ONE Magazine

The official publication of
Catholic Near East Welfare Association

Celebrating 50 years | God • World • Human Family • Church

Forming Coptic Catholic Priests

Forming priests at St. Leo the Great Coptic Catholic Patriarchal Seminary in Cairo, Egypt.

“I have always wanted to study here so that I could spend my life serving the church,” says 24-year-old Akram Lahazy, a student at St. Leo the Great Coptic Catholic Patriarchal Seminary in Cairo.

“This has always been my dream.”

Akram is one of about 70 young men studying to become priests at St. Leo’s, the only theologate serving all of Egypt’s Catholic churches. Tucked away in Ma’adi, a quiet residential suburb of Cairo, it is a picturesque complex of buildings surrounded by high walls and towering elm trees.

Inside, the halls of St. Leo’s buzz with activity. Seminarians study theology, philosophy and English. They listen intently as guest lecturers speak about pressing social issues and once a week they play impromptu games of soccer in the yard.

Most of the seminarians are Egyptian, though there are a few Sudanese students and an occasional Syrian.

Teachers at St. Leo’s call their lively students the future spiritual guides of a dwindling Catholic community beset with rapid social change, crushing economic pressures and, in many cases, an uncertain future.

Seminary graduates, however, say St. Leo’s opens up religious and academic horizons for future priests who are sure to face difficult tasks in the years ahead. More important, the broad education they receive – with an emphasis on social work and community action – gives them hope for the future. As a result, the seminarians’ time is precious and their academic schedules are correspondingly rigorous.

Father Antonius Fayez, who directs the seminarians’ spiritual program and teaches theology during the school year, says the first two years of study are mostly introductory. Students receive their first taste of serious biblical study at this time, but more emphasis is placed on the social adjustments the seminarians must learn to make.

“At this time, we try to help them make the transition from family to communal life,” he says.

“It is hard for some students to do this because Egyptians have such strong family ties.”

Next comes “the most crucial period in forming the seminarians’ spiritual personality.” They study sociology, psychology, philosophy and history for the next two years.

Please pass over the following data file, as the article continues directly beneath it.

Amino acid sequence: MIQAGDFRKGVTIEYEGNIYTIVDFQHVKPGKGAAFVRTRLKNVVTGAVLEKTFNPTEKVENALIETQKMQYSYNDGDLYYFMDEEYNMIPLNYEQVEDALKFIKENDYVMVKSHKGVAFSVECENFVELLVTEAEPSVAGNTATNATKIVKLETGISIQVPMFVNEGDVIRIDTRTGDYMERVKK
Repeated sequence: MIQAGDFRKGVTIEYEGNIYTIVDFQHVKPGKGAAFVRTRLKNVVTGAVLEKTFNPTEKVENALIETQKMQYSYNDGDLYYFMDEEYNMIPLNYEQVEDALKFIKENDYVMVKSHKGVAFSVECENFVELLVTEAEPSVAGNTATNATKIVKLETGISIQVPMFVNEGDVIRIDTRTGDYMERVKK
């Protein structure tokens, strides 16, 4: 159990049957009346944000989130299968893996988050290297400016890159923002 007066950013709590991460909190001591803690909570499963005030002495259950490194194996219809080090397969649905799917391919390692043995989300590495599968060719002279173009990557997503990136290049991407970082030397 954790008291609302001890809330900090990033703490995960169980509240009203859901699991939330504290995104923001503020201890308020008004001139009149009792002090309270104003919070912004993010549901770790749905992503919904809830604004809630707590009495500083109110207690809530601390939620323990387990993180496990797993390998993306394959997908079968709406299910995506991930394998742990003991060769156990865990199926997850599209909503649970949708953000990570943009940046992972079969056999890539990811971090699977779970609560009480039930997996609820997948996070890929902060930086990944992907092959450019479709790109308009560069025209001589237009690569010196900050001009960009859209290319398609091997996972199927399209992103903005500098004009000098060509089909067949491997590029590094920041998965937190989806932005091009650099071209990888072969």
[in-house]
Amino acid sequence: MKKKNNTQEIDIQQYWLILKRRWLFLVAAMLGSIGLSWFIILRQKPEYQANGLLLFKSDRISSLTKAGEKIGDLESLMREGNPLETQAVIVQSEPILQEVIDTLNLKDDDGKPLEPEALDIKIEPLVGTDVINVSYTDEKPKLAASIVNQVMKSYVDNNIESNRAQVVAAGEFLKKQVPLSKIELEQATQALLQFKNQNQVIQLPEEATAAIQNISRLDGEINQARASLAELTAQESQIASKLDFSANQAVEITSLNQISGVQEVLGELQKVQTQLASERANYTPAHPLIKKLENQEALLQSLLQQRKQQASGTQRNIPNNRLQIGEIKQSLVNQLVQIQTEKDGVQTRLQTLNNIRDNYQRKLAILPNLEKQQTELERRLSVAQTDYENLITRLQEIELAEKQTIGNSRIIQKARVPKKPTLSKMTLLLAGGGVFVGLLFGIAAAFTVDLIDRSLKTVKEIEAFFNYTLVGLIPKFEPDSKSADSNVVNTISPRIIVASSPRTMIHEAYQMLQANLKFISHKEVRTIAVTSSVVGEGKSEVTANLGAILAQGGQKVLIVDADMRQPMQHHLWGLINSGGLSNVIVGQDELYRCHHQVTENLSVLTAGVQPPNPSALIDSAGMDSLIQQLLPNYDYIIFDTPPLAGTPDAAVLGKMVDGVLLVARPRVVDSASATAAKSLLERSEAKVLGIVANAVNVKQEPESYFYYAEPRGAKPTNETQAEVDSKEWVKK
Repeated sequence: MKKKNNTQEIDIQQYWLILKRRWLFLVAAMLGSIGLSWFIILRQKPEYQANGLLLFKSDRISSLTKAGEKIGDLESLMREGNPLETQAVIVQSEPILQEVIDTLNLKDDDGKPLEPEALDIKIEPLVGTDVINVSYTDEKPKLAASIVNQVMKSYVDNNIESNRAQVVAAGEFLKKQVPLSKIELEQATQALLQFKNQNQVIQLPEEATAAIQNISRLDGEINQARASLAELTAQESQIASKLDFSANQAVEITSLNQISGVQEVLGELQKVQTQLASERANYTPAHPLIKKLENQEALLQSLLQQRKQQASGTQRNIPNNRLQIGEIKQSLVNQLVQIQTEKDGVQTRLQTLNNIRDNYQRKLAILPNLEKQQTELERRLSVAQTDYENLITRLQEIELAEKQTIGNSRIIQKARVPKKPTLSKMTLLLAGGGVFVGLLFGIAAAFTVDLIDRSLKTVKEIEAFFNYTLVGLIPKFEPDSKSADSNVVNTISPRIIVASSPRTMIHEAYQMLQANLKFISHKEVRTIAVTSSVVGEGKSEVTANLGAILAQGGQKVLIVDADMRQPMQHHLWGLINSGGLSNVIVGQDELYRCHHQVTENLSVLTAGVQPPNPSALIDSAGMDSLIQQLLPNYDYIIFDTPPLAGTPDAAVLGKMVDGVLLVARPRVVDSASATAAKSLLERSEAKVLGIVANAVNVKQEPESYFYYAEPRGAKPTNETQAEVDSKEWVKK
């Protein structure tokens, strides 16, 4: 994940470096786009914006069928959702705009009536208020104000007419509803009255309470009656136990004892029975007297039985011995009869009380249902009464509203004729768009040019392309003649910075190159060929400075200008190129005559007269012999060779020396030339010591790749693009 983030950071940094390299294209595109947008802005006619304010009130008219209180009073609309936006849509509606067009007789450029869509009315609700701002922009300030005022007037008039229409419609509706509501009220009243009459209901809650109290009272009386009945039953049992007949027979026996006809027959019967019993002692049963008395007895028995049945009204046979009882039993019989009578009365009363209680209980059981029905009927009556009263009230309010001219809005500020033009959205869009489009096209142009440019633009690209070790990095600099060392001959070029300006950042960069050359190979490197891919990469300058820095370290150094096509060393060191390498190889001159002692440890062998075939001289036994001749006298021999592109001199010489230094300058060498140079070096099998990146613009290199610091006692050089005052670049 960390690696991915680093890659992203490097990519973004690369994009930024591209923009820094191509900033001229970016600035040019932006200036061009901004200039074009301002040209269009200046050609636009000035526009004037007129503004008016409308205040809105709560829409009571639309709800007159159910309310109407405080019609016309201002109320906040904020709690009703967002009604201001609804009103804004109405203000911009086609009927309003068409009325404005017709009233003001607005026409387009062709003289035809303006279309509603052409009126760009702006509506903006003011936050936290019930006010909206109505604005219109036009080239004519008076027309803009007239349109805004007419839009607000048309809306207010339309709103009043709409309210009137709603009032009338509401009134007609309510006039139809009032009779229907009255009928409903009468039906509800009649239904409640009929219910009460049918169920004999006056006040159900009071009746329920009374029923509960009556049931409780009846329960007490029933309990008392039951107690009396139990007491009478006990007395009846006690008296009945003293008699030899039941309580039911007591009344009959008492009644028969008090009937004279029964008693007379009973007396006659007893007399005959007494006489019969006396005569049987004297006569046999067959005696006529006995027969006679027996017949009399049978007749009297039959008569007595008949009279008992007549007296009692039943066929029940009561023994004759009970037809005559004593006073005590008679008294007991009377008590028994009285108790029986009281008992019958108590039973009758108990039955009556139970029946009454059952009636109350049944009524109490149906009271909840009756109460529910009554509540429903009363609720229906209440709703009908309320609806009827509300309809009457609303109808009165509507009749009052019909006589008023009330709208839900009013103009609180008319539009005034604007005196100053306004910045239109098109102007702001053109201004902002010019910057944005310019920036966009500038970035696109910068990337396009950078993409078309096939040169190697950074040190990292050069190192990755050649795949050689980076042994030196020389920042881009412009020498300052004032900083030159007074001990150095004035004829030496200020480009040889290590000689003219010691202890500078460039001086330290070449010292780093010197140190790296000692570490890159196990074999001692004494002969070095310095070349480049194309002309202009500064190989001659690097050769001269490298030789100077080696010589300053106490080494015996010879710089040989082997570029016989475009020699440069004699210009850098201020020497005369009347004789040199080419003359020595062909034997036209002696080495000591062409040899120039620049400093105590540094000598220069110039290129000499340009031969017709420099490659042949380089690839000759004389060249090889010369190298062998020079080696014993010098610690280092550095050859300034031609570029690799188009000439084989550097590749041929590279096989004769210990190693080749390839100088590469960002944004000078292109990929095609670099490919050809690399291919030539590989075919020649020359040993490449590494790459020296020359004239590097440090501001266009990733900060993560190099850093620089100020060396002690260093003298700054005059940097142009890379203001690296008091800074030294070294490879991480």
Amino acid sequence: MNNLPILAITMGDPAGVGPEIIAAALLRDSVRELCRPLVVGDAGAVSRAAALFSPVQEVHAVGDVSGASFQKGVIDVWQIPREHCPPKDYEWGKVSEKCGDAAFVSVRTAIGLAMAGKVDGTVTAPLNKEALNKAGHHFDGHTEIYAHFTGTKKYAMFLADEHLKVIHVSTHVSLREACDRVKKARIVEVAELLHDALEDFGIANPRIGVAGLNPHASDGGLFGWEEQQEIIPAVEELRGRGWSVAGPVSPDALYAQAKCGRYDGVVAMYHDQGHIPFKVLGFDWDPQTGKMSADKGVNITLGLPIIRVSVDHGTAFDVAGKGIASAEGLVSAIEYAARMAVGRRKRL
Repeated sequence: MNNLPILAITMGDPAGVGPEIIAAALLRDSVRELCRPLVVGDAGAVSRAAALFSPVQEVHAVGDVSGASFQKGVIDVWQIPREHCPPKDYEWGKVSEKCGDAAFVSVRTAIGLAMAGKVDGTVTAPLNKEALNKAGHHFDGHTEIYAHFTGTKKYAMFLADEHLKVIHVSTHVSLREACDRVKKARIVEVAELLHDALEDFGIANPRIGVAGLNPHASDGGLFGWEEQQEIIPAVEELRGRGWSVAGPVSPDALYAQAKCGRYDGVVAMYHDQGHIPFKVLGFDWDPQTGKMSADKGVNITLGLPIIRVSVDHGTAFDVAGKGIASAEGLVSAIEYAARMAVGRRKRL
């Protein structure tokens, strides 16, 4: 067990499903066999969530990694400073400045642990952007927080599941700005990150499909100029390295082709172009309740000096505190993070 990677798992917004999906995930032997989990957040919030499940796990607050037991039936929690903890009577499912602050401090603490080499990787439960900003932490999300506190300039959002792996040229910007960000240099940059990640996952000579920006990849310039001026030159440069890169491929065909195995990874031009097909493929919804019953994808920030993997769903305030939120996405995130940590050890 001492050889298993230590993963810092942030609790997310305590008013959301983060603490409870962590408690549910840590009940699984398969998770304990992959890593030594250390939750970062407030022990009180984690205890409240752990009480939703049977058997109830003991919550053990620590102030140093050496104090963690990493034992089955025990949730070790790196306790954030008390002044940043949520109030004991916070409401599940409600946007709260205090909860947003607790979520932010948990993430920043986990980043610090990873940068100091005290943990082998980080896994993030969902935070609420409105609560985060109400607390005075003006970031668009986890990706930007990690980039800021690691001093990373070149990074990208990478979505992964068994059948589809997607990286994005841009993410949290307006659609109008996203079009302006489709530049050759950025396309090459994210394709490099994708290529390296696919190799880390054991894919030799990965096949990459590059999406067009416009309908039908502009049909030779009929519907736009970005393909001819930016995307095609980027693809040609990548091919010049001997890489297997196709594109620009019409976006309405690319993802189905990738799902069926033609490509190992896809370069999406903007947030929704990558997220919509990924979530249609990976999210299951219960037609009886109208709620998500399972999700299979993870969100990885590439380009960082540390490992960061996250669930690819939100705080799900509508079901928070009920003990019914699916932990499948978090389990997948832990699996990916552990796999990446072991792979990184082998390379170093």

Then comes three years of theological study, a term of mandatory military service required by the Egyptian government and a term of social work in the community.

In addition to its significant support for the seminary, CNEWA sponsors, every summer, an intensive English study program for the seminarians. Students study English throughout their first four years at St. Leo’s. They are free to pursue their language studies personally after that time.

“The aim of studying English is not just to learn another language,” explains Sister Pina De Angelis, who teaches in the rigorous summer program.

“For the seminarians, it is a tool to learn more about other cultures and other parts of the world.”

She likes to point out that many of the students’ academic subjects – especially moral theology – require research in English.

Akram Lahazy is one of the students whose English has improved the most, thanks to the summer program. Although he had no experience with it before entering St. Leo’s, he now enjoys conversing in the language.

“Someday I hope to work in academia,” he says, explaining how important languages are to his future studies.

However, learning English is only the first of the challenges the graduates will have to face. Father Ibrahim Sedrak, the Rector of St. Leo’s, spoke at length about the future roles of his seminarians.

“Now, the church concentrates on social services more than ever before,” he says, tapping the arm of his wooden chair.